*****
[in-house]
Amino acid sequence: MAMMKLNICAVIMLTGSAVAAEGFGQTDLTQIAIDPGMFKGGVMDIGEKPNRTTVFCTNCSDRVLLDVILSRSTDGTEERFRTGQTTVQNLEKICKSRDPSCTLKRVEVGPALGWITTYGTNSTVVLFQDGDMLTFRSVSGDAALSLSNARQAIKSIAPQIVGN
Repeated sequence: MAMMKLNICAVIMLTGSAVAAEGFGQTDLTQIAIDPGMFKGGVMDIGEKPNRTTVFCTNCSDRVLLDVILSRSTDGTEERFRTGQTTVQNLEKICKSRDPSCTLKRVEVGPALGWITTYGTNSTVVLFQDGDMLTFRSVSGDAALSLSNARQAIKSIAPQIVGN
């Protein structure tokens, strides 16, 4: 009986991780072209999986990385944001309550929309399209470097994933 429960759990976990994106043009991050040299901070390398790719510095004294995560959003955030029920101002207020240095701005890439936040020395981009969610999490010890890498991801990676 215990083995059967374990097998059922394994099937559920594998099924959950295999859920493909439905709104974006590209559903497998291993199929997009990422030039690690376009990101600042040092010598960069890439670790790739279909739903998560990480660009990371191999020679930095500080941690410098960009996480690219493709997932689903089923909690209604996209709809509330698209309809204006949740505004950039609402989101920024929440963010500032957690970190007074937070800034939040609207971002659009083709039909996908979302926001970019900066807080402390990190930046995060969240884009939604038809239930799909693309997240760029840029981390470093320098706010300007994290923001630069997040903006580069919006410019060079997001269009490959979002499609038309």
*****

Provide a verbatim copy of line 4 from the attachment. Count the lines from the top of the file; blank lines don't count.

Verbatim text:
């Protein structure tokens, strides 16, 4: 009986991780072209999986990385944001309550929309399209470097994933 429960759990976990994106043009991050040299901070390398790719510095004294995560959003955030029920101002207020240095701005890439936040020395981009969610999490010890890498991801990676 215990083995059967374990097998059922394994099937559920594998099924959950295999859920493909439905709104974006590209559903497998291993199929997009990422030039690690376009990101600042040092010598960069890439670790790739279909739903998560990480660009990371191999020679930095500080941690410098960009996480690219493709997932689903089923909690209604996209709809509330698209309809204006949740505004950039609402989101920024929440963010500032957690970190007074937070800034939040609207971002659009083709039909996908979302926001970019900066807080402390990190930046995060969240884009939604038809239930799909693309997240760029840029981390470093320098706010300007994290923001630069997040903006580069919006410019060079997001269009490959979002499609038309």